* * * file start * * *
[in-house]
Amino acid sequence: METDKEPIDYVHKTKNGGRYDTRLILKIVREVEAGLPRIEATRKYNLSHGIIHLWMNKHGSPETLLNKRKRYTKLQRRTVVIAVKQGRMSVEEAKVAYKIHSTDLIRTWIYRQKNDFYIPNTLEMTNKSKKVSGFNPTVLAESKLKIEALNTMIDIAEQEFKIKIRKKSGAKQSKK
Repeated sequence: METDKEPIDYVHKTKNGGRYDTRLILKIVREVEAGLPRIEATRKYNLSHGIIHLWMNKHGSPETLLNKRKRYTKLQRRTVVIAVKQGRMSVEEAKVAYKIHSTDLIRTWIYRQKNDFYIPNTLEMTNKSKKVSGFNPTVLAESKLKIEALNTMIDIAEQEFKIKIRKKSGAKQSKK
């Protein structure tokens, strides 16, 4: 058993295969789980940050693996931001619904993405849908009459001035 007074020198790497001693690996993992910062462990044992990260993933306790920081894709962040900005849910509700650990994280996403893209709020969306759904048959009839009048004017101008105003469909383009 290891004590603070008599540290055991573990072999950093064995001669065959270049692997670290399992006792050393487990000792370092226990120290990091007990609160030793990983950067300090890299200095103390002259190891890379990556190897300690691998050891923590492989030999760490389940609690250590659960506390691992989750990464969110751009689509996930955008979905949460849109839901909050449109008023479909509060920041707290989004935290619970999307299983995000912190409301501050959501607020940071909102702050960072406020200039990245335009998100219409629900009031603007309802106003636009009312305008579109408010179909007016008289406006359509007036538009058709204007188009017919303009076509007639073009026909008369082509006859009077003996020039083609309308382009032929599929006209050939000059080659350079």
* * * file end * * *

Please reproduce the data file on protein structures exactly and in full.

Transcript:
[in-house]
Amino acid sequence: METDKEPIDYVHKTKNGGRYDTRLILKIVREVEAGLPRIEATRKYNLSHGIIHLWMNKHGSPETLLNKRKRYTKLQRRTVVIAVKQGRMSVEEAKVAYKIHSTDLIRTWIYRQKNDFYIPNTLEMTNKSKKVSGFNPTVLAESKLKIEALNTMIDIAEQEFKIKIRKKSGAKQSKK
Repeated sequence: METDKEPIDYVHKTKNGGRYDTRLILKIVREVEAGLPRIEATRKYNLSHGIIHLWMNKHGSPETLLNKRKRYTKLQRRTVVIAVKQGRMSVEEAKVAYKIHSTDLIRTWIYRQKNDFYIPNTLEMTNKSKKVSGFNPTVLAESKLKIEALNTMIDIAEQEFKIKIRKKSGAKQSKK
């Protein structure tokens, strides 16, 4: 058993295969789980940050693996931001619904993405849908009459001035 007074020198790497001693690996993992910062462990044992990260993933306790920081894709962040900005849910509700650990994280996403893209709020969306759904048959009839009048004017101008105003469909383009 290891004590603070008599540290055991573990072999950093064995001669065959270049692997670290399992006792050393487990000792370092226990120290990091007990609160030793990983950067300090890299200095103390002259190891890379990556190897300690691998050891923590492989030999760490389940609690250590659960506390691992989750990464969110751009689509996930955008979905949460849109839901909050449109008023479909509060920041707290989004935290619970999307299983995000912190409301501050959501607020940071909102702050960072406020200039990245335009998100219409629900009031603007309802106003636009009312305008579109408010179909007016008289406006359509007036538009058709204007188009017919303009076509007639073009026909008369082509006859009077003996020039083609309308382009032929599929006209050939000059080659350079």